Most reservoir anglers know that fall is a great time to fish. As waters cool off from summer’s highs, bass, crappie and other species respond by returning to shallow water and feeding actively to build up energy reserves for the colder months to follow.
This same pattern occurs in ponds and small lakes. If anything, fish in ponds are even more sensitive to these water temperature changes, since the waters are smaller, and they are affected more by cold fronts and warm fronts. After a prolonged warm spell, a cool front might drop the water in ponds by several degrees, energizing the fish and signaling them that it’s time to put the feedbag on.
When this happens, anglers should concentrate on working the banks and the upper (shallow) end of a pond. Cover targets like logs, stumps, weeds, etc. should receive special attention. For bass, active lures like topwaters, spinnerbaits and crankbaits are excellent lure choices. For crappie and bluegill, live minnows, small jigs, and worms (respectively) are hands-down picks for best baits. Offer these beneath shallow bobber rigs. A slip-bobber rig fished with light tackle (6-8 lb. test line) is a great setup for fall panfish.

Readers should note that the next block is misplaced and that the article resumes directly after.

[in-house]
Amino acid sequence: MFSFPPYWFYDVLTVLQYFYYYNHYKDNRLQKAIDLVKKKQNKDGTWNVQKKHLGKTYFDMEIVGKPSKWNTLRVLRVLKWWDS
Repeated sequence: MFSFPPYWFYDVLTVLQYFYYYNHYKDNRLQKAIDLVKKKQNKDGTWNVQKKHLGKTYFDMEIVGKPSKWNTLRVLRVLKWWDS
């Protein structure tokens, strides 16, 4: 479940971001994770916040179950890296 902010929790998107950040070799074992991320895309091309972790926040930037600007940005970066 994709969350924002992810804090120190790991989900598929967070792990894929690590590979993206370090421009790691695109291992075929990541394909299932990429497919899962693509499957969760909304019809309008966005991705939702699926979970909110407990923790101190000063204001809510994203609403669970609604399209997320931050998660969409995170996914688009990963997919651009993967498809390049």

One other note: fall is when many sportsmen lay down the fishing rod and pick up the shotgun or rifle; hunting seasons are in full swing. This means less competition exists for persistent anglers. So, less fishing pressure, active fish, beautiful fall days: it’s a great package. Fall and farm ponds are a true pleasure for those who take advantage of the opportunities they offer.VICIOUS FISHING
Bonus Video - How to: Fishing a Drop Shot